CLINTON — Three days after Clinton County Supervisors discussed County Treasurer Rhonda McIntyre and her budget, McIntyre faced the Board to defend her budget and staffing needs for her office.
Supervisor Jim Irwin Jr. met with McIntyre last week explaining his position of trying to cut staff through attrition and adding that he does not want to lay off or fire anyone.
McIntyre, who was not present during the board's discussion on Monday, said there are two potential retirements in July of this year and February 2020. Both employees do jobs that McIntyre says are irreplaceable in the treasurer's office. McIntyre put the two potential retirements on the budget so they could be incorporated into it if there were room, she said.
When Irwin discussed the budget with her, he did not have specific requests but was generic and asked how she could cut her staff, McIntyre said. The board's proposed $76,172 reduction in treasurer's office wages is more specific and something she can work with, she said.
"I would like to work with you to get where we need to be," McIntyre said. "That's not the problem. The problem was knowing what the number was. And then, you know, I'll have to figure out what we can do to accommodate some of that."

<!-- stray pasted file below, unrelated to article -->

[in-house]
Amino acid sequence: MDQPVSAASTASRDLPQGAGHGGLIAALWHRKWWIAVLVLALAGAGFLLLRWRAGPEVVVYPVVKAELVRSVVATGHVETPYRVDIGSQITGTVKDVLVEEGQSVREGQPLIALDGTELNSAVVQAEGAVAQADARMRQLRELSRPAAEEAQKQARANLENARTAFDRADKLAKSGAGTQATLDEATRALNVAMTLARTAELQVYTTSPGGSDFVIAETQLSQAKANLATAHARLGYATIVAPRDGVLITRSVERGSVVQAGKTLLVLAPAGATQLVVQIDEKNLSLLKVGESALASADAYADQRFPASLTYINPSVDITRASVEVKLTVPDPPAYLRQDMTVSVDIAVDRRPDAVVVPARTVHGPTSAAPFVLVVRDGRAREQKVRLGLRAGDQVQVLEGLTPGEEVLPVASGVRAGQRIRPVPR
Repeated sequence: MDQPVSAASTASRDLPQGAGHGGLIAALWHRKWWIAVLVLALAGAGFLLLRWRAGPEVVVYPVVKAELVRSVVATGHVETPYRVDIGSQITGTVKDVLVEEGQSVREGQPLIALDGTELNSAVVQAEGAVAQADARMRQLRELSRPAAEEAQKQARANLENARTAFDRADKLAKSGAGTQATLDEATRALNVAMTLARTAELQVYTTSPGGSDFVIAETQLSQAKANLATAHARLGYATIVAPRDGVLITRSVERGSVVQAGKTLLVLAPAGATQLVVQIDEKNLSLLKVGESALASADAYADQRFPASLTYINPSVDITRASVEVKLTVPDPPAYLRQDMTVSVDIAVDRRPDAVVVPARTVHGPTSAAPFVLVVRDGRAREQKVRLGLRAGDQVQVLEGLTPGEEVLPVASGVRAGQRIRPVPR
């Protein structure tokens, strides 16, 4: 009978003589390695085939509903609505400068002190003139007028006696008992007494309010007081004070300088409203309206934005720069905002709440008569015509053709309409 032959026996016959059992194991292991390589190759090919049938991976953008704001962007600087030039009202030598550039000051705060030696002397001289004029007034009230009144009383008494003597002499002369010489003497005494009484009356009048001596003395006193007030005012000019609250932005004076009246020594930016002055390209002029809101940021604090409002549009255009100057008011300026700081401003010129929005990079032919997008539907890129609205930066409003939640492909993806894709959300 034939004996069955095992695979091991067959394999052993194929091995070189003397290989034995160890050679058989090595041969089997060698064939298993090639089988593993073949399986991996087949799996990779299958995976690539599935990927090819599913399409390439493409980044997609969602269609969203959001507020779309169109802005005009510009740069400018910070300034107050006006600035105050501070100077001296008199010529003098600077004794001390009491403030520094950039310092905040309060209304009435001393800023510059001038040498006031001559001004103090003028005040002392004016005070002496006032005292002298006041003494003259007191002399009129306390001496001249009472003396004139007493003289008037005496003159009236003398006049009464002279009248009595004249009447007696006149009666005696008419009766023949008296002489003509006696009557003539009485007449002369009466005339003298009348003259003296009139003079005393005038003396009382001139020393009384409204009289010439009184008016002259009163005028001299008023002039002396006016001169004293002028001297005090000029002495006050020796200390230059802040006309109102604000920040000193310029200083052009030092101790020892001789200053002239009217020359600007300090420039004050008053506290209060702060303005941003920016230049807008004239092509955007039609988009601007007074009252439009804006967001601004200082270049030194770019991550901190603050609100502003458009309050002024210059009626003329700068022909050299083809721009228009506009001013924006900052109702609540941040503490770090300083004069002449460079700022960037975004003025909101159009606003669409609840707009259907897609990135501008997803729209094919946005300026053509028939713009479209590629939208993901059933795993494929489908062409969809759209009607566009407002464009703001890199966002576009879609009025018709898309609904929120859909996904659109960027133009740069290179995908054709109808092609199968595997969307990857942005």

McIntyre said the Board and treasurer's office need to start working together. They are one county.
"I think it's time that we stop saying silly things," McIntyre said. "You can't take things back when you say them.
"And I think we all need to learn how to work together and be more respectful of one another," McIntyre said. "And I do appreciate our conversation and your honesty. I don't see that that happened. So going forward from here can we all try and communicate a little better? And instead of picking on each other let's try and find the answer to the problems that we have to deal with. That's all I ask. I'm more than willing."
Supervisor Chairman Dan Srp said that the last four years McIntyre has been "full of blame directed at this office.
"This office speaks up one time against you and now we need a spirit of unity," Srp said. "Numerous times you've written it into resolutions, direct blame, trying to direct blame. Had nothing to do with this office," Srp said.
"You've written it into resolutions aiming things at this office. You've handed out fliers at the Satellite Office in DeWitt directing blame at this office. What you're asking for is not what we've been receiving from your office historically," Srp said.
Srp questioned whether McIntyre had intended to reduce staff through attrition herself or only if required to do so by the board.
"Through the campaign at events that I was at and numerous times in articles with the media and different things you were quoted as discussing and presenting an intent to reduce staff through attrition, and now the way you're representing is only if we can justify a need, is that correct?" Srp said.
McIntyre said she is willing to reduce staff if it is absolutely necessary.
"This is my county too," McIntyre said. "I don't want to see us not be successful in our county. I work very, very hard at my job."